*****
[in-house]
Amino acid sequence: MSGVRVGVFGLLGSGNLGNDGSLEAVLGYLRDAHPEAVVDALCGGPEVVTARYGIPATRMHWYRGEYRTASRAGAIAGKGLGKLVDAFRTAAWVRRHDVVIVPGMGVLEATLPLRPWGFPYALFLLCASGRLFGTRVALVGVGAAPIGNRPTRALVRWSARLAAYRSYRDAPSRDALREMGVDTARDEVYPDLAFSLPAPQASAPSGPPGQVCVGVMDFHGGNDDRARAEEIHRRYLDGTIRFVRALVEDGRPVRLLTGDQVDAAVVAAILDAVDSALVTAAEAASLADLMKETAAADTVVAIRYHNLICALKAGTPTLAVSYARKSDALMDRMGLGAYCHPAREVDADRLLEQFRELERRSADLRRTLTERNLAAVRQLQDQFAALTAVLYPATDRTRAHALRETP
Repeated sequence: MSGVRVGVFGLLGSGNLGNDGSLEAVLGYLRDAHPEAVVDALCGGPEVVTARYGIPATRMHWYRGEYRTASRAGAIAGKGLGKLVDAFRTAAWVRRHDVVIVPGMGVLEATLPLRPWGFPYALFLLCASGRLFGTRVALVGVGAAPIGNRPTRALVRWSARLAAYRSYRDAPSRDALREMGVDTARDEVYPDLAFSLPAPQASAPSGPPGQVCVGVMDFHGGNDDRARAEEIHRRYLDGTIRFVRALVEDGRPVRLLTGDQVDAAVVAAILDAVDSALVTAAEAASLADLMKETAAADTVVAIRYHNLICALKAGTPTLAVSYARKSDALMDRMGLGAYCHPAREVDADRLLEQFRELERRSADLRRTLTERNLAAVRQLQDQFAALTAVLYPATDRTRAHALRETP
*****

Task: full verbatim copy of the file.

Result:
[in-house]
Amino acid sequence: MSGVRVGVFGLLGSGNLGNDGSLEAVLGYLRDAHPEAVVDALCGGPEVVTARYGIPATRMHWYRGEYRTASRAGAIAGKGLGKLVDAFRTAAWVRRHDVVIVPGMGVLEATLPLRPWGFPYALFLLCASGRLFGTRVALVGVGAAPIGNRPTRALVRWSARLAAYRSYRDAPSRDALREMGVDTARDEVYPDLAFSLPAPQASAPSGPPGQVCVGVMDFHGGNDDRARAEEIHRRYLDGTIRFVRALVEDGRPVRLLTGDQVDAAVVAAILDAVDSALVTAAEAASLADLMKETAAADTVVAIRYHNLICALKAGTPTLAVSYARKSDALMDRMGLGAYCHPAREVDADRLLEQFRELERRSADLRRTLTERNLAAVRQLQDQFAALTAVLYPATDRTRAHALRETP
Repeated sequence: MSGVRVGVFGLLGSGNLGNDGSLEAVLGYLRDAHPEAVVDALCGGPEVVTARYGIPATRMHWYRGEYRTASRAGAIAGKGLGKLVDAFRTAAWVRRHDVVIVPGMGVLEATLPLRPWGFPYALFLLCASGRLFGTRVALVGVGAAPIGNRPTRALVRWSARLAAYRSYRDAPSRDALREMGVDTARDEVYPDLAFSLPAPQASAPSGPPGQVCVGVMDFHGGNDDRARAEEIHRRYLDGTIRFVRALVEDGRPVRLLTGDQVDAAVVAAILDAVDSALVTAAEAASLADLMKETAAADTVVAIRYHNLICALKAGTPTLAVSYARKSDALMDRMGLGAYCHPAREVDADRLLEQFRELERRSADLRRTLTERNLAAVRQLQDQFAALTAVLYPATDRTRAHALRETP